I was born in Kiel in 1998, and I have been interested in nature since I was little. Raised in Dessau at the Elbe Valley meadows, I was especially enthusiastic about local birdlife. I spent as much time outside as I could, documenting everything I saw – initially with pen and paper, since 2012 also with a camera.
After finishing school in Hamburg, I did a voluntary ecological year in the Wadden Sea area of North Frisia. I was working in nature conservation, and I also had some spare time left for photography. At present, I study landscape ecology and conservation in Greifswald, and when I don't have to be at uni, I discover new areas and photo spots. It is great fun for me to depict the beauty of common species which often go unnoticed. It is worthwhile to look more closely: most people have no idea how colourful starlings or swallows actually are, and they may get a completely new view of these animals on their doorstep. My favourite hobbies apart from nature photography are music and sports.
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Sometimes, it does not take much to make an interesting picture. The more reduced the photo, the more the viewer concentrates on the few bits that are there. This is what I wanted to convey in this series of photographs. For about a year, I tried to depict birds in a way I had never used before. I worked on a minimalist approach that reflects in a reduced colour space, focussing attention on the situation. Natural and artificial light conditions and light sources created very different pictures, but all of them involve the play of light and shadow, of bright and dark. It appeals to me to depict ordinary species as if seen for the first time – though they cross our path almost every day.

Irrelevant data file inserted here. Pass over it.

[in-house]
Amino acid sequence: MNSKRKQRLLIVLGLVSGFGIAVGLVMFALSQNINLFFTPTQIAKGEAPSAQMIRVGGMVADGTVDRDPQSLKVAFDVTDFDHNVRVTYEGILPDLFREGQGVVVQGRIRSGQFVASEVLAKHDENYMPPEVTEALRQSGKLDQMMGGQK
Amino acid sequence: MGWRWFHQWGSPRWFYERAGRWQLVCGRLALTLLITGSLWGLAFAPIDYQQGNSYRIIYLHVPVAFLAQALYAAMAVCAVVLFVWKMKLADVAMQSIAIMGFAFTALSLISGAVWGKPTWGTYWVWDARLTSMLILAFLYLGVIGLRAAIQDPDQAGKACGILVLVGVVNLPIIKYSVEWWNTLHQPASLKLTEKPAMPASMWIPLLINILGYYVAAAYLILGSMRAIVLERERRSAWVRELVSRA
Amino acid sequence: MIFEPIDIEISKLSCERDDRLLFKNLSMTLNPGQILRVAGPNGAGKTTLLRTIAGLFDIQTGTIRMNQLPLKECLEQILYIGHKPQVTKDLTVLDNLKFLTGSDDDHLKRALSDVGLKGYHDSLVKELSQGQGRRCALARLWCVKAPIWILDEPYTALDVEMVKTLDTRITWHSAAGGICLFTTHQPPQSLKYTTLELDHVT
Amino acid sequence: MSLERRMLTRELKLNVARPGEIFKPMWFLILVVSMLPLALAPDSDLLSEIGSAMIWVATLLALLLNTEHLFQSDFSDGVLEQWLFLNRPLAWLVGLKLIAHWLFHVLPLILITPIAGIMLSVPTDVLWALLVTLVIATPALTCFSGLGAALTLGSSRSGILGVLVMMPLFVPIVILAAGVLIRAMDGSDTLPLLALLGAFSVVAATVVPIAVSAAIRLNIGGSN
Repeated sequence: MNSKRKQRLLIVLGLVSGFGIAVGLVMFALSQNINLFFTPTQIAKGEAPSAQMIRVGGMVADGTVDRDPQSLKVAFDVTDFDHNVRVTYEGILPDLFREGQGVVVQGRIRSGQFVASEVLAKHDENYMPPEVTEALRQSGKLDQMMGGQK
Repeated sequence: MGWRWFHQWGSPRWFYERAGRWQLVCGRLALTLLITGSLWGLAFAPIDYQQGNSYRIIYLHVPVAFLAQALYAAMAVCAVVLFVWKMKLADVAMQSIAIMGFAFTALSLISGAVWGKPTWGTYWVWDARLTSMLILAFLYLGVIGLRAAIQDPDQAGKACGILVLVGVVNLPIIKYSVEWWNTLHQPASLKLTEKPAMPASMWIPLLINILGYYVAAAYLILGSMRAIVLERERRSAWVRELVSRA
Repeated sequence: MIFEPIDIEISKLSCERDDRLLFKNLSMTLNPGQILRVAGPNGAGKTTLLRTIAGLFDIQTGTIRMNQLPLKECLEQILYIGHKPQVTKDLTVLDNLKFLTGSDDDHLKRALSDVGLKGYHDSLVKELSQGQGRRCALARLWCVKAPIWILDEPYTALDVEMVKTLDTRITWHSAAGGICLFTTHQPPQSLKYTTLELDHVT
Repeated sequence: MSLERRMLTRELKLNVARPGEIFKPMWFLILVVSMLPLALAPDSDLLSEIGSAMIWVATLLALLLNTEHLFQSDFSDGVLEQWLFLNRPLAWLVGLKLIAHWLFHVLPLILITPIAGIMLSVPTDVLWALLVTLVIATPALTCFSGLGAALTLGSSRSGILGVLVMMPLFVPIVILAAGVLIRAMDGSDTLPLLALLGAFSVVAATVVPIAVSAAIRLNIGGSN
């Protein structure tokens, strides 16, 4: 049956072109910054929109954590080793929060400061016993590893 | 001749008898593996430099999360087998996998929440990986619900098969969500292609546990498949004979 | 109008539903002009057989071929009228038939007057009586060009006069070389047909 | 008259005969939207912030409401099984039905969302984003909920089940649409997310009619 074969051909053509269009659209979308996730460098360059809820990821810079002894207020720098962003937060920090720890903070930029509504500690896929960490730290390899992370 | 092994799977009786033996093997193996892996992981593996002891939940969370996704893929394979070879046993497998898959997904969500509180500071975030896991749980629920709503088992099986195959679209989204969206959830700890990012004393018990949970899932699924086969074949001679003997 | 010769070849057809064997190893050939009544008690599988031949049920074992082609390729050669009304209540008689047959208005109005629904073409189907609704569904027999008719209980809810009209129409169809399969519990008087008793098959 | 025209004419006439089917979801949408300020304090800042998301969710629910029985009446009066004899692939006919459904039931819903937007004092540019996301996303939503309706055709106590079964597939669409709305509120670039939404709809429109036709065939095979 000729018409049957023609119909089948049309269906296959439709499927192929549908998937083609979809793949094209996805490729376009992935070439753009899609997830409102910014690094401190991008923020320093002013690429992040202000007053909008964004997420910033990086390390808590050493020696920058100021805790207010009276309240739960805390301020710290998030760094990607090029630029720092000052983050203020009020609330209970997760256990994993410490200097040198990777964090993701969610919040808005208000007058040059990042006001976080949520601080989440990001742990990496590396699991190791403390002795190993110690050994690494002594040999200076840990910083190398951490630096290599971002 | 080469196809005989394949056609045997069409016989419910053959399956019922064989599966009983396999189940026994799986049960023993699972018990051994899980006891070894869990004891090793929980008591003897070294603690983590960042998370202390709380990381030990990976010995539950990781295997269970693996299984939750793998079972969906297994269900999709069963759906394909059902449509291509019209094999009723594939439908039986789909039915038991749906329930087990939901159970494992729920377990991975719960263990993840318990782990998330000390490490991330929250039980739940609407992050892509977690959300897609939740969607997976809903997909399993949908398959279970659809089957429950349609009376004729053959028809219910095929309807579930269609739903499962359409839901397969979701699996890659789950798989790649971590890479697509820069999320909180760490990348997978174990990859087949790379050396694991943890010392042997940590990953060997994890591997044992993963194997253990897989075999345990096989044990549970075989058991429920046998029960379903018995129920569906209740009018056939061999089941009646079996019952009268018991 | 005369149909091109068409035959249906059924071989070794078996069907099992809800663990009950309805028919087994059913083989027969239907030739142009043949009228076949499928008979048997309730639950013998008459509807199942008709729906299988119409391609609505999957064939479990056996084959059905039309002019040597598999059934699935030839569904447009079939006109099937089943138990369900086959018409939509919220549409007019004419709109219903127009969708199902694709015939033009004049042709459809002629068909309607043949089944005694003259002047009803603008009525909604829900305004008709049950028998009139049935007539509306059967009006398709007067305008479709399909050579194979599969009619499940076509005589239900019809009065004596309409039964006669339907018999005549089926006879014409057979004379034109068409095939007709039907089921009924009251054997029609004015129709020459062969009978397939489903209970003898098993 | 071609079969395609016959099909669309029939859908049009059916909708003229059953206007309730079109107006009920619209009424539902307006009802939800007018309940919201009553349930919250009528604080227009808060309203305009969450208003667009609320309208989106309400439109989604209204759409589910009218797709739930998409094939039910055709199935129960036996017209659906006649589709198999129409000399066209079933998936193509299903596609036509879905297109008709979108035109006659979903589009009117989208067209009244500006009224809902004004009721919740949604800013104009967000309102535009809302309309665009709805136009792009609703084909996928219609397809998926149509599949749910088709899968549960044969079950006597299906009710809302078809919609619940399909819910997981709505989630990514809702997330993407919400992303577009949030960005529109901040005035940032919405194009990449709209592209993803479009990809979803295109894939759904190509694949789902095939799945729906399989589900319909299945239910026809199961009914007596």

The starlings at Alexanderplatz in Berlin are so used to people that you can photograph them with a wide-angle lens. Here, the starling sat on a sign, and I took a lower position so I could capture it from down below against the sky.
In winter, I could regularly observe a grey heron at a drawbridge as it was waiting for dead fish to drift by. The diffused light from the street put the scene in a soft glow, with occasional spotlights on the heron's head.
On a snowy day last winter, I went down to the harbour without any specific purpose and discovered this track left by a crow with the imprints of bicycle tyres right beside it. I could not let go of the question who had been there first.
In the morning, when the fishing boats return, there is a great hustle and bustle among the seagulls hoping for some left-over fish. For a while, a leucistic herring gull was among them, and when it sat down in front of a boat hull, the sun cast the bird's shadow onto it. I decided to cut off the gull's head in the picture, which created beautiful interplay between the animal and its shadow.
In the evenings, I like to stroll down to the harbour to photograph seagulls in front of urban lights. You have to catch the right time, a short moment when it is already dark enough, and the gulls still linger around the harbour. The light source in this picture is from a restaurant in the background.
Apart from stonechats, I could also observe several whinchats last year. This male kept returning to an overhead powerline, which gave me the idea to this graphic picture.
Swarms of starlings are among the greatest natural spectacles I know. This picture was taken shortly after take-off when the densely packed swarm offered a breath-taking sight.
The blazing sun at midday is usually not what you are looking for as photographer. But it actually works wonderfully for a bit of experimenting. This here is the silhouette of a black-headed gull in front of the glistening water reflections at a river delta.